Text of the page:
After seeing how students multiply multiple digit numbers by the lattice method, I was reminded of Napier’s Bones. John Napier (1550-1617) developed this tool for increasing the speed and accuracy of multiplications. His Napier’s Bones consisted of rectangular rods inside a board, or frame. On each rod, or bone, is written the multiplication of a single digit by 1, 2, 3, 4, 5, 6, 7, 8, and 9. Each number is written within a square divided by a diagonal line. Each tens digit is above the diagonal line and the ones digit is written below the diagonal line. The left side of the board is divided into squares marked with the digit 1 through 9. The squares on the side of the board are the same size as the squares on the bones. In fact, the fifth square on the left side of the board aligns with the fifth square in any bone. And that particular bone’s square has the value for five times the value of the bone. Since I have an interest in Baroque science, I decided to make my own set of bones.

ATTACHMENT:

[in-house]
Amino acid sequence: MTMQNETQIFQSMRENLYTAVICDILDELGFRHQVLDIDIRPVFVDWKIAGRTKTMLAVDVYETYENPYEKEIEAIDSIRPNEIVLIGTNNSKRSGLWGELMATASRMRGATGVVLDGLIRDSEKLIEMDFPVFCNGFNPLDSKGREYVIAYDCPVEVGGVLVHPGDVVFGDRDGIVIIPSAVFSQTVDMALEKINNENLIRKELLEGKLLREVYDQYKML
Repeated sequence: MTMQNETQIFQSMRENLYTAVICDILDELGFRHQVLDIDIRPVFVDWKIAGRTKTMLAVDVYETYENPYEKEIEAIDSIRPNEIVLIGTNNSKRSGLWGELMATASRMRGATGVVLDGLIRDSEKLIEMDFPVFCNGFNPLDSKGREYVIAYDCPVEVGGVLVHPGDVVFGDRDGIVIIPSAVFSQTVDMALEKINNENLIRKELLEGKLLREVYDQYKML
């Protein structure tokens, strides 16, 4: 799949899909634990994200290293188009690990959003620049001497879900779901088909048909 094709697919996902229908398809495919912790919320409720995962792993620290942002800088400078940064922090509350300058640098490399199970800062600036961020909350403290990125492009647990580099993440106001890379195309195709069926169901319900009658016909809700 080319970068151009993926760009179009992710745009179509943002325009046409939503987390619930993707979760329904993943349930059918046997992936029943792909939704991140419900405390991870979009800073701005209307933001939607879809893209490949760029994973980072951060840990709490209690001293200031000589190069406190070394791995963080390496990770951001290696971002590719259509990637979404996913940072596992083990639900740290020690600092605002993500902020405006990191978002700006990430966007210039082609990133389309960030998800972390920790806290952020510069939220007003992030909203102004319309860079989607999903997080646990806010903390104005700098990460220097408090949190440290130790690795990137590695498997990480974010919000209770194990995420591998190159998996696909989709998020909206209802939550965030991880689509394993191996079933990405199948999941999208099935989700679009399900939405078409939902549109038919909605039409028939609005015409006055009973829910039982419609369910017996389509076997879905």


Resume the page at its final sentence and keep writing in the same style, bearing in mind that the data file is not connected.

Tomorrow I'll bring pictures and directions. Meanwhile, here is the link where I learned how to use them.

http://en.wikipedia.org/wiki/Napier's_bones

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